26 July 2015


This series hasn't appeared on my blog for a while now and the first instalment seemed to go down really well (You can catch up here.) This months topic is 'Photography Advice' as it's probably my favourite thing to discuss on the blog. I have enrolled five amazing bloggers with photography to die for to give you a little bit of  a photography heads up. 

"When it comes to blog photography, I always try to remember these 3 things: lighting, lighting, lighting. It's a cliché but natural light really is your best friend, and no matter how well you've composed a photo, it ain't gonna look good unless it's well lit. My house is old with small windows, so I compensate for the shoddy lighting by using a bright white paper background placed on the floor to reflect what little light I get. I also like to let the subject do a lot of the talking for me (I'm lazy like that). If I'm photographing a beauty product I want readers to be able to see it easily, so I like to place it on a plain, fuss-free background. I'm a big, big fan of the flat lay (a shot taken from directly above) because you can see products quickly, clearly and - hopefully - in focus!"

E M M A  -  E M M A  G R I F F Y
"I seem to talk about photography non-stop! Wether it’s blog posts (see here), with friends or on social media photography is pretty much my daily life. There isn’t a day were I don’t use a camera, this may be with an iPhone or my SLR, either way I’m always snapping away. There is SO many areas of photography to cover but I wanted to mention a short but sweet paragraph on what what I feel it takes to take a good photo. So! No matter what camera you have I would say the most important thing to do is have fun, what ever you do enjoy photography and find pleasure in taking photos! Secondly, no matter what stage you're at (a novice or a pro) you will find that you are constantly learning with photography, don’t expect to be  David Bailey over night; quality takes time and patience. Thirdly, as I’ve said a gazzilion times before know your camera inside out, read and re-read reviews, tips and manuals; I can’t stress this enough, I often see people only using iPhones for their photographs and they produce some really outstanding photography, they have their camera angles, composition, colour scheme and theme down. So snap away and remember HAVE FUN!"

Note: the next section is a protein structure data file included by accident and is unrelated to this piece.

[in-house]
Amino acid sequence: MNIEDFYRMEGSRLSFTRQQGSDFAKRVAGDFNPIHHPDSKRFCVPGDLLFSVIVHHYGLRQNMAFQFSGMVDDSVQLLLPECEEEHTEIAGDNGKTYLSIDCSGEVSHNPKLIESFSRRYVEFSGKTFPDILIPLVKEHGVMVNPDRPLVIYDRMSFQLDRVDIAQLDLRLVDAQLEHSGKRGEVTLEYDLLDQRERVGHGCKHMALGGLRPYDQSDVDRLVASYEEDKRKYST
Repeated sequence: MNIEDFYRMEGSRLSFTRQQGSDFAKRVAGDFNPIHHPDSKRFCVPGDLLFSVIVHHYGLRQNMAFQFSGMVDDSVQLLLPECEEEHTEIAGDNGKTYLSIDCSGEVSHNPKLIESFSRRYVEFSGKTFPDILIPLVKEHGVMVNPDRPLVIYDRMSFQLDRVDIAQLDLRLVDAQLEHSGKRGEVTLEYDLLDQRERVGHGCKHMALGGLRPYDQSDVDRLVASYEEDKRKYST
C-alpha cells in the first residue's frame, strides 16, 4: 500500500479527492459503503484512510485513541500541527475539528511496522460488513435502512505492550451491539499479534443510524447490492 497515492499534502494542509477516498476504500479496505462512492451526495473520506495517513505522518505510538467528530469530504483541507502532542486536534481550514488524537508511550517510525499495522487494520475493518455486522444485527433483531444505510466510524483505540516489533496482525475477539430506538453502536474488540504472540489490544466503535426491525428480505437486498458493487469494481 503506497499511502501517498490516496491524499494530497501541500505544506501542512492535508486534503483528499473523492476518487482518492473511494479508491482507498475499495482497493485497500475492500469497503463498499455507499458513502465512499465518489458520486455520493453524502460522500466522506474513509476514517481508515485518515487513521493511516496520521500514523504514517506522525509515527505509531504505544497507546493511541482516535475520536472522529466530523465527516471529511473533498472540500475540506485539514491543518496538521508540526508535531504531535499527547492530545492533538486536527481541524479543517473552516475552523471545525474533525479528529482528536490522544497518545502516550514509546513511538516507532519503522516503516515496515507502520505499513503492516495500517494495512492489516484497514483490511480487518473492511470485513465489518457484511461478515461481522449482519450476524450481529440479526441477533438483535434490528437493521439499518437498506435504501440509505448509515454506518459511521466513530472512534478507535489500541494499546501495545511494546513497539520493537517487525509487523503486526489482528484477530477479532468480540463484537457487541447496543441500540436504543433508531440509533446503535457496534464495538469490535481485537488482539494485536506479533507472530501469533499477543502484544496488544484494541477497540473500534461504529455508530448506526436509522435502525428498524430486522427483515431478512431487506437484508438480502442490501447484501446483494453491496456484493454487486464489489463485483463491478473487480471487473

"When Sinead asked me to take part in her post I was so encouraged. I love taking my blog pictures so I was so excited to take part in her post! A major tip I have is to always shoot your photos in natural light! I always try and take my photos in front of my window between the morning and mid day to get as much light as possible. To help with the lighting I use a large piece of white foam board in the place of a reflector. This reflects the light from the window on the the subject to brighten up the photo. I find that brighter and clearer photos are more attractive on a blog. Photos definitely aren't as interesting without props! Whether it's a scarf or a plate or even some fake flowers, adding some props brings more life to the pictures and makes them more appealing. Lastly one of the most important tips I have about taking blog photos is making them personal. The photography on your blog should be a personal thing! Something that represents you and your blog. Be you, don't try and be someone else."

C A R O L I N E - B U R K A T R O N